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June 24, 2024

Body Language under Stress

The Stress Meter
You’re sitting alone inside your car. You’re driving it back to your home. The long main road of your city is totally empty at midnight. You don’t at all need to need to stop at red light, shift gears and apply breaks frequently. Hence, you’re taking the liberty to drive faster than normal. To fully and freely enjoy this small trip back to your home, you’re playing a nice song inside your car.

Perhaps, this is the first time you’re enjoying the emptiness of the road after years. Without any cars, motorcycles and public transport vehicles moving on the roads, you’re feeling as if you’re the king or the queen of the road. Your whole body is relaxed and posture is slumped. You’re breathing at a normal rate. You’re tapping fingers to the musical bits on the soft steering wheel.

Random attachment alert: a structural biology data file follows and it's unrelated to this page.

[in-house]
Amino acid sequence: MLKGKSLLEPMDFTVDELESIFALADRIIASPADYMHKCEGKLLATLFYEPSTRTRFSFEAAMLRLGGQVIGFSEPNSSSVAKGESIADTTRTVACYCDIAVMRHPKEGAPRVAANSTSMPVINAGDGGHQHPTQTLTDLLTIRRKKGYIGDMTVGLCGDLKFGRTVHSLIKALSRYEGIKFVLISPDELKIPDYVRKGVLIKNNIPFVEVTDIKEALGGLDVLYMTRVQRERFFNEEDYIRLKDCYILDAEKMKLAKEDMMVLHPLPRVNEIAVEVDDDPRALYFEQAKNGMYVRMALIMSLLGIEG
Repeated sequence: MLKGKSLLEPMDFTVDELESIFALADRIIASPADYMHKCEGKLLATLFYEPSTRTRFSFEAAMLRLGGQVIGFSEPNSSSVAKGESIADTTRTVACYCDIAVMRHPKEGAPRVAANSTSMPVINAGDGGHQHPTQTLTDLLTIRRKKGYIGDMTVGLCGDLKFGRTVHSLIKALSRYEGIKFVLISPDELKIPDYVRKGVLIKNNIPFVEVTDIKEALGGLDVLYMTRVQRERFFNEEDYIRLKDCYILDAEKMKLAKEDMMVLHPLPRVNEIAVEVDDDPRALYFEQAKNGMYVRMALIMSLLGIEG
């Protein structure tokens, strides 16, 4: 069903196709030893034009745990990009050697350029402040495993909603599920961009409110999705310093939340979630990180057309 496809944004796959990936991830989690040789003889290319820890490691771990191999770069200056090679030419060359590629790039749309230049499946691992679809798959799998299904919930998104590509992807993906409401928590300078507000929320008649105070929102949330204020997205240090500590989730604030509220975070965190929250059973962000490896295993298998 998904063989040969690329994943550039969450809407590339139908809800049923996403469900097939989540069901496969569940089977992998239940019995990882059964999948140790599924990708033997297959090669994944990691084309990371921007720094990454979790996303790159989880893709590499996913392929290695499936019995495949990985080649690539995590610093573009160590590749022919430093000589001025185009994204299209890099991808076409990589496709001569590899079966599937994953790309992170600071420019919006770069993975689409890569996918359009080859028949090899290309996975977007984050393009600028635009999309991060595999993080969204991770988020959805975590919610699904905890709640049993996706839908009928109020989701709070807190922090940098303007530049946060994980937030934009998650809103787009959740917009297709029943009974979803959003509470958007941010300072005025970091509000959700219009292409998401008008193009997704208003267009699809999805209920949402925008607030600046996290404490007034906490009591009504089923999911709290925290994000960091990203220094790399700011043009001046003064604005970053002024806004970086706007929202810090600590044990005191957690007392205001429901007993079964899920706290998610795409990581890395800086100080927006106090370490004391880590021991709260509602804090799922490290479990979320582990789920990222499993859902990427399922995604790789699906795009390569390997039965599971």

After driving a few kilometers, you arrive a few meters before a spot where a narrow road joins to the main road. As you're certain that the narrow road is hardly used by drivers and riders, you just keep on driving carelessly. Without blowing the horn, a motorcyclist starts approaching towards you rapidly on the same narrow road. For now, you can see only the bright headlights of the vehicle.

The motorcyclist suddenly comes very close to your car before taking a sharp turn on the main road. To avoid an accident, you quickly turn the car in the opposite direction and apply breaks. The motorcycle simply disappears in darkness and you feel trapped inside your own car with boiling blood. You’re no longer the same person as you were, just a very few moments ago. Aren’t you?